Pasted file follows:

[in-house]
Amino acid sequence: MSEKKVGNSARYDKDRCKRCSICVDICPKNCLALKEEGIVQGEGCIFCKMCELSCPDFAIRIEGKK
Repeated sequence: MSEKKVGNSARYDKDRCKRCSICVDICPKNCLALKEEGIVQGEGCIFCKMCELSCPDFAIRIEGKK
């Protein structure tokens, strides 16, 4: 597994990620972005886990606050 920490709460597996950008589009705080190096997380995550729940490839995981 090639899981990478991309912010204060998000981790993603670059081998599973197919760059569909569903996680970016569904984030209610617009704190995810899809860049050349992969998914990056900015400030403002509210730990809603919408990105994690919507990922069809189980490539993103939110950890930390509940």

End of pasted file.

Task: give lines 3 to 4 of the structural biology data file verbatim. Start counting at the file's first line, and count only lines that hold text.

Repeated sequence: MSEKKVGNSARYDKDRCKRCSICVDICPKNCLALKEEGIVQGEGCIFCKMCELSCPDFAIRIEGKK
């Protein structure tokens, strides 16, 4: 597994990620972005886990606050 920490709460597996950008589009705080190096997380995550729940490839995981 090639899981990478991309912010204060998000981790993603670059081998599973197919760059569909569903996680970016569904984030209610617009704190995810899809860049050349992969998914990056900015400030403002509210730990809603919408990105994690919507990922069809189980490539993103939110950890930390509940």